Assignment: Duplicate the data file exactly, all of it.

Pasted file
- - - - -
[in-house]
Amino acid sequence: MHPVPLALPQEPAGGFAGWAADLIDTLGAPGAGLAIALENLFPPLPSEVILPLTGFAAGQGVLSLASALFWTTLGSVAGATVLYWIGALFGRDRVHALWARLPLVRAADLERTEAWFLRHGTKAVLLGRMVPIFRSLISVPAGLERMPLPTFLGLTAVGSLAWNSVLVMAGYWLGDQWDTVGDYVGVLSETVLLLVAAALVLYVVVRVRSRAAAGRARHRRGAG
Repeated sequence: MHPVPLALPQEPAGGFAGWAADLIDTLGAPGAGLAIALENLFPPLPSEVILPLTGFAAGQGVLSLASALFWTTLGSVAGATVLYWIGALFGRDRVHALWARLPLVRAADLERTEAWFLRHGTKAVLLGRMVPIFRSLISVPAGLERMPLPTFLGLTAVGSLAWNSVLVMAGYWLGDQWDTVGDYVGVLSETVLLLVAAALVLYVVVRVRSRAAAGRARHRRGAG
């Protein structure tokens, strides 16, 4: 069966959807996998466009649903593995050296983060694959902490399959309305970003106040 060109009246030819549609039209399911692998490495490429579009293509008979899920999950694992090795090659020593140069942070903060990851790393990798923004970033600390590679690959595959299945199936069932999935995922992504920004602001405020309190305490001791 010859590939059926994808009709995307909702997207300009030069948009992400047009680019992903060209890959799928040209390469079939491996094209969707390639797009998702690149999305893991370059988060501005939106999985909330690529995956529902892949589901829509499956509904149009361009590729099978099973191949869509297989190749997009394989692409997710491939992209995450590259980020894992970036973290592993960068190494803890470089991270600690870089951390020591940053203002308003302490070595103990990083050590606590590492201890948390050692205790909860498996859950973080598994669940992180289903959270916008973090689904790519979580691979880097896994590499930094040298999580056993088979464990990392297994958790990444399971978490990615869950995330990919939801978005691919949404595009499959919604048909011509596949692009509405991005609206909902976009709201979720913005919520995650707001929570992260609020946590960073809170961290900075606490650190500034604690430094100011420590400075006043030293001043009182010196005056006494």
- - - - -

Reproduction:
[in-house]
Amino acid sequence: MHPVPLALPQEPAGGFAGWAADLIDTLGAPGAGLAIALENLFPPLPSEVILPLTGFAAGQGVLSLASALFWTTLGSVAGATVLYWIGALFGRDRVHALWARLPLVRAADLERTEAWFLRHGTKAVLLGRMVPIFRSLISVPAGLERMPLPTFLGLTAVGSLAWNSVLVMAGYWLGDQWDTVGDYVGVLSETVLLLVAAALVLYVVVRVRSRAAAGRARHRRGAG
Repeated sequence: MHPVPLALPQEPAGGFAGWAADLIDTLGAPGAGLAIALENLFPPLPSEVILPLTGFAAGQGVLSLASALFWTTLGSVAGATVLYWIGALFGRDRVHALWARLPLVRAADLERTEAWFLRHGTKAVLLGRMVPIFRSLISVPAGLERMPLPTFLGLTAVGSLAWNSVLVMAGYWLGDQWDTVGDYVGVLSETVLLLVAAALVLYVVVRVRSRAAAGRARHRRGAG
């Protein structure tokens, strides 16, 4: 069966959807996998466009649903593995050296983060694959902490399959309305970003106040 060109009246030819549609039209399911692998490495490429579009293509008979899920999950694992090795090659020593140069942070903060990851790393990798923004970033600390590679690959595959299945199936069932999935995922992504920004602001405020309190305490001791 010859590939059926994808009709995307909702997207300009030069948009992400047009680019992903060209890959799928040209390469079939491996094209969707390639797009998702690149999305893991370059988060501005939106999985909330690529995956529902892949589901829509499956509904149009361009590729099978099973191949869509297989190749997009394989692409997710491939992209995450590259980020894992970036973290592993960068190494803890470089991270600690870089951390020591940053203002308003302490070595103990990083050590606590590492201890948390050692205790909860498996859950973080598994669940992180289903959270916008973090689904790519979580691979880097896994590499930094040298999580056993088979464990990392297994958790990444399971978490990615869950995330990919939801978005691919949404595009499959919604048909011509596949692009509405991005609206909902976009709201979720913005919520995650707001929570992260609020946590960073809170961290900075606490650190500034604690430094100011420590400075006043030293001043009182010196005056006494």